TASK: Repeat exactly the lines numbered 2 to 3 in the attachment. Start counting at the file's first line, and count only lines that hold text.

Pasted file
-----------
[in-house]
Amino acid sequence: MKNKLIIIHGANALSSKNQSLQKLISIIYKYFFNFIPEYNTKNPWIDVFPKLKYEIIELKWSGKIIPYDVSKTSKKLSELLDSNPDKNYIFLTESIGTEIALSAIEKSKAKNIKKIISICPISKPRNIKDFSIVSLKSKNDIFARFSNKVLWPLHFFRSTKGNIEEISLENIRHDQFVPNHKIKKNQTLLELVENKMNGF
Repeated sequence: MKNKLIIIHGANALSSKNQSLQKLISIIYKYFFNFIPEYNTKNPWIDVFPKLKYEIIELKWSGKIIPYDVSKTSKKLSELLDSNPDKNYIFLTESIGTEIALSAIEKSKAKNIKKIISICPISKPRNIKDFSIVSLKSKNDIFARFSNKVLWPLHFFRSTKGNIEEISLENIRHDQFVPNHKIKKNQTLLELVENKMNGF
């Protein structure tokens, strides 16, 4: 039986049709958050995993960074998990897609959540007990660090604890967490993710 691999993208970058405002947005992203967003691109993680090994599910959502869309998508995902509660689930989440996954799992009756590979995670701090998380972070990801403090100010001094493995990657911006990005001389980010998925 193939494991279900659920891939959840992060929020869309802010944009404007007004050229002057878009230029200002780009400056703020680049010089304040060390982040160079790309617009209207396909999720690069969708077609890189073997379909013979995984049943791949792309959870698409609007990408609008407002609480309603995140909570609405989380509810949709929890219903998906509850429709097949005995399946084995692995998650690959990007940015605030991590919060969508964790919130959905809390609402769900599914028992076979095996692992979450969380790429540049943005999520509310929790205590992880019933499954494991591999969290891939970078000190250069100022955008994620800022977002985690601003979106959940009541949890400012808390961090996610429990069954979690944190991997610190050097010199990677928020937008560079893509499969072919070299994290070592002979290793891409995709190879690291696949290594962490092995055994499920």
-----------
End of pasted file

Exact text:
Amino acid sequence: MKNKLIIIHGANALSSKNQSLQKLISIIYKYFFNFIPEYNTKNPWIDVFPKLKYEIIELKWSGKIIPYDVSKTSKKLSELLDSNPDKNYIFLTESIGTEIALSAIEKSKAKNIKKIISICPISKPRNIKDFSIVSLKSKNDIFARFSNKVLWPLHFFRSTKGNIEEISLENIRHDQFVPNHKIKKNQTLLELVENKMNGF
Repeated sequence: MKNKLIIIHGANALSSKNQSLQKLISIIYKYFFNFIPEYNTKNPWIDVFPKLKYEIIELKWSGKIIPYDVSKTSKKLSELLDSNPDKNYIFLTESIGTEIALSAIEKSKAKNIKKIISICPISKPRNIKDFSIVSLKSKNDIFARFSNKVLWPLHFFRSTKGNIEEISLENIRHDQFVPNHKIKKNQTLLELVENKMNGF